the counterparts in the relationships that largely influence the outcomes of the acquisition. The research shows
that the effects on relationships are not anticipated by the management at the moment of the acquisition. Analysis
of the cases suggests that the impact of relationship change on outcomes is rooted in the distance in management
style and strategic focus between the parties to the acquisition. The cases also offer some hints on possible
tactics to cope with such changes and counterpart reactions.
Keywords: Corporate acquisition, market relationships, acquisition process
Towards A Re-Interpretation Of Industrial Networks: A Discursive View Of Culture
Nick Ellis, Sid Lowe and Sharon Purchase
This conceptual paper begins by providing a critique of the modelling of industrial networks in terms of
culture. It then goes on to suggest a methodological way out of the theoretical impasse that has been created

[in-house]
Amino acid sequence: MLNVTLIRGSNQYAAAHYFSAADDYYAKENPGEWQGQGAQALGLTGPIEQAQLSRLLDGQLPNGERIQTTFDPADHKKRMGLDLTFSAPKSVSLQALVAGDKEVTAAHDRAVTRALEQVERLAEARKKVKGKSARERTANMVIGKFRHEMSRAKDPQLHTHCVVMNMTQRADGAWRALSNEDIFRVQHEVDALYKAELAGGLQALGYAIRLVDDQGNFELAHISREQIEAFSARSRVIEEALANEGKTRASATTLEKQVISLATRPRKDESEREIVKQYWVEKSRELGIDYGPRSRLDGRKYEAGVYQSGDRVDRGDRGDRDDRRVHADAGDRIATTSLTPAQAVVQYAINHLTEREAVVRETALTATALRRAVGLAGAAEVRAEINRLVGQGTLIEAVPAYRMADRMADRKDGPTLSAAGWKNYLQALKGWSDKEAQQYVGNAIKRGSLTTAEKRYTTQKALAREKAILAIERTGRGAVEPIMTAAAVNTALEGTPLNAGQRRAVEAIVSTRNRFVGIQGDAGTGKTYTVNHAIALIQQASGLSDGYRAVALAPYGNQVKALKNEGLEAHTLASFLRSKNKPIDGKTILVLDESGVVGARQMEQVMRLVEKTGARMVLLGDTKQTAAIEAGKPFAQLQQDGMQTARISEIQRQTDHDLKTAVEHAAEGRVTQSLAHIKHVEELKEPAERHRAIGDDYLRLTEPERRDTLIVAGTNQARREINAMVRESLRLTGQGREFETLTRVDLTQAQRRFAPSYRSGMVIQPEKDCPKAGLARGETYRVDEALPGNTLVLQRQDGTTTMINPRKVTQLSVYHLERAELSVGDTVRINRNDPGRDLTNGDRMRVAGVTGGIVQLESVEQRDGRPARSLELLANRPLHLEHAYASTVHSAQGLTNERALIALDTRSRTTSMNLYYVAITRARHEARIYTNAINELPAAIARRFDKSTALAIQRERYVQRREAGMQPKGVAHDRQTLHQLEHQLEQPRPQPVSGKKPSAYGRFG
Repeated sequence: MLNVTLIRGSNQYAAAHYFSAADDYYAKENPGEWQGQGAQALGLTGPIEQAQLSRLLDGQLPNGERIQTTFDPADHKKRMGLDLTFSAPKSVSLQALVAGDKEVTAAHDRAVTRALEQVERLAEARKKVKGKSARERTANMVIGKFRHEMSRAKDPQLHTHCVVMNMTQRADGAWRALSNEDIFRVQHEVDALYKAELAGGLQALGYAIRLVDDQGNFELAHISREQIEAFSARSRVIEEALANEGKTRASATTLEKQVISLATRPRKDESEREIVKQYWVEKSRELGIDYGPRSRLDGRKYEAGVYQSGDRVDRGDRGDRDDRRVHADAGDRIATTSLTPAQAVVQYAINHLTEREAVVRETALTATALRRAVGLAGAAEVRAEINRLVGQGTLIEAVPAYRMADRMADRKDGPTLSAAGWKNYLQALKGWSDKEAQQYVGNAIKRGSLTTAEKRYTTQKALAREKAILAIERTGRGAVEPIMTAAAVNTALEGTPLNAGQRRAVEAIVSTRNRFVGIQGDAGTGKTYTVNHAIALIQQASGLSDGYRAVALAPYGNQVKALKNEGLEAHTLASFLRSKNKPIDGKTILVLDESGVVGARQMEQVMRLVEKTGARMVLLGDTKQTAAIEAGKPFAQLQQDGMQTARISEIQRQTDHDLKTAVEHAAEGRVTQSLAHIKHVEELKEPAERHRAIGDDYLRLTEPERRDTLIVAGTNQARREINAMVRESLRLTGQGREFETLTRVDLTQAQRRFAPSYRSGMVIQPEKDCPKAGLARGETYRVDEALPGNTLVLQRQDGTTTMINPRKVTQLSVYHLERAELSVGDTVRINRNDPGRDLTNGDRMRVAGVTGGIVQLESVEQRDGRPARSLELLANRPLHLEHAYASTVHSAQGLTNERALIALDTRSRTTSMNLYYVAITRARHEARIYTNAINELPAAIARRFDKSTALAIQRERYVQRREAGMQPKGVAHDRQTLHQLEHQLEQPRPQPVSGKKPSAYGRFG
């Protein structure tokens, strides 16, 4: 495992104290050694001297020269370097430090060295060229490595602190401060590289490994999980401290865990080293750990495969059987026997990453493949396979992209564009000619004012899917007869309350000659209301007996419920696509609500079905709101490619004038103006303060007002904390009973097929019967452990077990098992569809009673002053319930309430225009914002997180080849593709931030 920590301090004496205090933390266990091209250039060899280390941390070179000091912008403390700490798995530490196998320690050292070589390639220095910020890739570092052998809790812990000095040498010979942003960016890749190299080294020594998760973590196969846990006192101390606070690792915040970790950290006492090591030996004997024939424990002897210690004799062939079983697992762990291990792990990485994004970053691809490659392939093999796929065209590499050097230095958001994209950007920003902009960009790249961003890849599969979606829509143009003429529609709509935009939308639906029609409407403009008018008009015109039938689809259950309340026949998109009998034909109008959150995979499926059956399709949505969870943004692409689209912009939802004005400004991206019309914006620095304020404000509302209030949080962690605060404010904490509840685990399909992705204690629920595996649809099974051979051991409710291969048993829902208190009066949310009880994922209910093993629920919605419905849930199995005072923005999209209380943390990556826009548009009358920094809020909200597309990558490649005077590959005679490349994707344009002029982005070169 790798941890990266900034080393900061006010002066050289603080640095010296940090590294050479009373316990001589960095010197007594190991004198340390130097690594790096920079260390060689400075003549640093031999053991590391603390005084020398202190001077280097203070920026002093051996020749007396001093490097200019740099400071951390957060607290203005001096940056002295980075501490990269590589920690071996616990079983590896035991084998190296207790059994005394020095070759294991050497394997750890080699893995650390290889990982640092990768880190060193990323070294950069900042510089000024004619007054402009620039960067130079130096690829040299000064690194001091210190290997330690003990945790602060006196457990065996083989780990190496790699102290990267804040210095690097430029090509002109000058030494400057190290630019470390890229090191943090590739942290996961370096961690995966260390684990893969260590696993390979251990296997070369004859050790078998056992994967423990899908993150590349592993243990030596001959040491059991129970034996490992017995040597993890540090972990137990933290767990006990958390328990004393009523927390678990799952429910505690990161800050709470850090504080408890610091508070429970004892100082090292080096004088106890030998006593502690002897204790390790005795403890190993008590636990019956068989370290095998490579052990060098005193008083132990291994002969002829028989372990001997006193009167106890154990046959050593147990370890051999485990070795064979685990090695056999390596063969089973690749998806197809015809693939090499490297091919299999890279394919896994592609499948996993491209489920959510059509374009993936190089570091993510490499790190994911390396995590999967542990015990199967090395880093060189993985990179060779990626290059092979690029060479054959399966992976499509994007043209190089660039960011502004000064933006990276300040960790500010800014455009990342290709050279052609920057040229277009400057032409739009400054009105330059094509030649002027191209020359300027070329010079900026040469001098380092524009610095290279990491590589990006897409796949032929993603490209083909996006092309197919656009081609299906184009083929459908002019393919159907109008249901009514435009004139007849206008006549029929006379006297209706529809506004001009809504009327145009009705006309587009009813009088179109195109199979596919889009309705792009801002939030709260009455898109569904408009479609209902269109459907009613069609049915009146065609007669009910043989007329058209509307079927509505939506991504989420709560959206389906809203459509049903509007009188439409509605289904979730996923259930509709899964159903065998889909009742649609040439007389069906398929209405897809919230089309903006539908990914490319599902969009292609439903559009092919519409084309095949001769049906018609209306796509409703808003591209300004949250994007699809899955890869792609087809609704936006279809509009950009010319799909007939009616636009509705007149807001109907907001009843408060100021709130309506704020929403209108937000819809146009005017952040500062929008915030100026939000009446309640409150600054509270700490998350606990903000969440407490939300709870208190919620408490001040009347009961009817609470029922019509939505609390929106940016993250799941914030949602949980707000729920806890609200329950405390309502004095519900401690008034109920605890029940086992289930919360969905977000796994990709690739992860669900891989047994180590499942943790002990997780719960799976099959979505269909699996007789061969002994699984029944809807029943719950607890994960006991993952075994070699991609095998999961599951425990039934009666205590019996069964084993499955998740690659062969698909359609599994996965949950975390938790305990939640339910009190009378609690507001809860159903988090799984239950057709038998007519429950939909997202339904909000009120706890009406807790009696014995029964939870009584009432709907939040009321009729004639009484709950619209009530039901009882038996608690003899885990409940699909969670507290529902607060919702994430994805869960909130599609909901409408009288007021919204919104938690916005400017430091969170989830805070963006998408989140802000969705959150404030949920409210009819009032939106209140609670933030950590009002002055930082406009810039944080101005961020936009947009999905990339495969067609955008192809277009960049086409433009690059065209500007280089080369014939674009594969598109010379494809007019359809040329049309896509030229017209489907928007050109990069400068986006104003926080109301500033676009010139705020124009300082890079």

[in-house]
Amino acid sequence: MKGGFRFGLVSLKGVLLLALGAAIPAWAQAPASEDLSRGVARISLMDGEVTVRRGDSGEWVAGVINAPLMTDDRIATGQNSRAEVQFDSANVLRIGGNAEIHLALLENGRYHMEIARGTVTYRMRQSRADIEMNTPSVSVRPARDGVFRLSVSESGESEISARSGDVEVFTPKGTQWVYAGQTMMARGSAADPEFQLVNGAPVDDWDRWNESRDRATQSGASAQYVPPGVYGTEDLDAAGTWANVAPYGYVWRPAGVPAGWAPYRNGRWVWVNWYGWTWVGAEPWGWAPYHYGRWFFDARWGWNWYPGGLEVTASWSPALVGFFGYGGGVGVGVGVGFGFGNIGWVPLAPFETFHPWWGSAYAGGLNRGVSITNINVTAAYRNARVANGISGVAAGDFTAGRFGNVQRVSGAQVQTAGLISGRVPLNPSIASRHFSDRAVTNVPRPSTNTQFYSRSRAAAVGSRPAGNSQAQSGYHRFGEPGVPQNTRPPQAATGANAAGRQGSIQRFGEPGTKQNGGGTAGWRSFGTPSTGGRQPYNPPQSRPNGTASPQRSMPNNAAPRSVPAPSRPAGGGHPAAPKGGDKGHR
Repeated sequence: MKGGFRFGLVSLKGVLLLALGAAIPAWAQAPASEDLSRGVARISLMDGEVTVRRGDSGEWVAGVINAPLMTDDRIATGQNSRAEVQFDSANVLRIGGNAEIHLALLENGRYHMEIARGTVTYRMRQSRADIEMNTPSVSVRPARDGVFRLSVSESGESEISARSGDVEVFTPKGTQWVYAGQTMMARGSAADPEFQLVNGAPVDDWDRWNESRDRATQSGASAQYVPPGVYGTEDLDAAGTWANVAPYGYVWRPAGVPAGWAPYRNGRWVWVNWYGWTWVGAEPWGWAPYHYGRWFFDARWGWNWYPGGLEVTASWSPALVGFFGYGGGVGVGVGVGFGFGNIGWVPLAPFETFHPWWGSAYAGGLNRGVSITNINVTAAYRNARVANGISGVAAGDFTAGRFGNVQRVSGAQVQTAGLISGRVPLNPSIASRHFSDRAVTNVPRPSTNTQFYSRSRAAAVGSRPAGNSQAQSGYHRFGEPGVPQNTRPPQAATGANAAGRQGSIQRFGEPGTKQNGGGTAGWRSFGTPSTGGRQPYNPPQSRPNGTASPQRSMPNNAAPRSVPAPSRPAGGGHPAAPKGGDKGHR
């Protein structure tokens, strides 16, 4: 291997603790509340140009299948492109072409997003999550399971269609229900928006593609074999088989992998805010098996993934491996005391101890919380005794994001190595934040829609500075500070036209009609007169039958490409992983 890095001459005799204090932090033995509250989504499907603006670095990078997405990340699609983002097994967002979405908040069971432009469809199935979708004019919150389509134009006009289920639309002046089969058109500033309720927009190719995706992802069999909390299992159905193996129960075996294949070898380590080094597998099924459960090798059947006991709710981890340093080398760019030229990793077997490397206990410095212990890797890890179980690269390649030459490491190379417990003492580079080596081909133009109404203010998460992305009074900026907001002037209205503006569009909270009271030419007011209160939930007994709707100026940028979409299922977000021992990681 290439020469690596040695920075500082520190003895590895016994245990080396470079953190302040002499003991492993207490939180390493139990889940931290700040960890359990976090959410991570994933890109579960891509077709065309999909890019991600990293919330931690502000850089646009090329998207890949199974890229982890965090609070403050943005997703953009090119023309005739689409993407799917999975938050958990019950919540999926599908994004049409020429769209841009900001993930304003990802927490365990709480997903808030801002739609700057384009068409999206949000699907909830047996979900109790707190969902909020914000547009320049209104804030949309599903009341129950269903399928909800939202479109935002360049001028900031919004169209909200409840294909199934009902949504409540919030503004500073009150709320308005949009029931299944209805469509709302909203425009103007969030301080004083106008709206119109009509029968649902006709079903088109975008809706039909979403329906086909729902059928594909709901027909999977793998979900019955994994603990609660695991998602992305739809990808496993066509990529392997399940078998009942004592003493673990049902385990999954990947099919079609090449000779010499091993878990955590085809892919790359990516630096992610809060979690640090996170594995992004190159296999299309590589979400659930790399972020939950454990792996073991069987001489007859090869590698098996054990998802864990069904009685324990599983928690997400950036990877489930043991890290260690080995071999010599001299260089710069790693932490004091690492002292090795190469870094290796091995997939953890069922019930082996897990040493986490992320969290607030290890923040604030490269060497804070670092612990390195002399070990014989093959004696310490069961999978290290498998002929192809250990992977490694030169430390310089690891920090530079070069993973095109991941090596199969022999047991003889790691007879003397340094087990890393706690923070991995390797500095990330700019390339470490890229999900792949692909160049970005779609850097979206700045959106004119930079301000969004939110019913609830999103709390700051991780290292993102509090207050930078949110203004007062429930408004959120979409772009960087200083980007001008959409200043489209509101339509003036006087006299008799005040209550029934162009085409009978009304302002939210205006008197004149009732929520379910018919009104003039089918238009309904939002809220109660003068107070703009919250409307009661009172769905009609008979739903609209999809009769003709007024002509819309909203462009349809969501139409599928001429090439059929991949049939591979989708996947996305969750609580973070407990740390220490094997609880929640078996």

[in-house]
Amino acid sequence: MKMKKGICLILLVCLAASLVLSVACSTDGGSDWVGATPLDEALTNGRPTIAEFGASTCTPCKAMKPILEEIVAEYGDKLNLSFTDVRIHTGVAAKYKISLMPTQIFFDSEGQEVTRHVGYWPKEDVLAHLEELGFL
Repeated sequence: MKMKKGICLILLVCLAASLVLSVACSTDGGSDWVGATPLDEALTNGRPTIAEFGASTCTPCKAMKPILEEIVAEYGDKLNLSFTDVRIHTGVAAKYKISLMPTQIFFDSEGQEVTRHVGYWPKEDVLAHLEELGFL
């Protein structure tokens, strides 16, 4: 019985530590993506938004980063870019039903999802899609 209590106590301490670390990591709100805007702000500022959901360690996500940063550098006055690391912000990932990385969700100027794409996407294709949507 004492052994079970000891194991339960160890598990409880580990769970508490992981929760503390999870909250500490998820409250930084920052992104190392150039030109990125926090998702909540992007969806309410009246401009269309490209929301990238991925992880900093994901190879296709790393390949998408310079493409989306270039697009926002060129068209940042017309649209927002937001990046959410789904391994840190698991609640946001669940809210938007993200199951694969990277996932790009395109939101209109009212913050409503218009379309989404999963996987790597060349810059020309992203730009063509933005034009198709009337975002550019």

by the limited ways in which culture has been addressed in network studies. We argue that networks
are a promising metaphor to explore marketing practice, especially in international trading contexts. Building
on the work of Capra, this promise is due to the consonance of networks as ‘pattern’ (involving the
qualitative configuration of relationships of ideas) with conceptions of culture that emphasise process
rather than structure. Our proposition, however, is that until now the context-specific, ideational elements
of culture have been overlooked in industrial network analysis. We exemplify our arguments chiefly with
reference to one school of network theory: the IMP Group. Despite the considerable contribution of IMP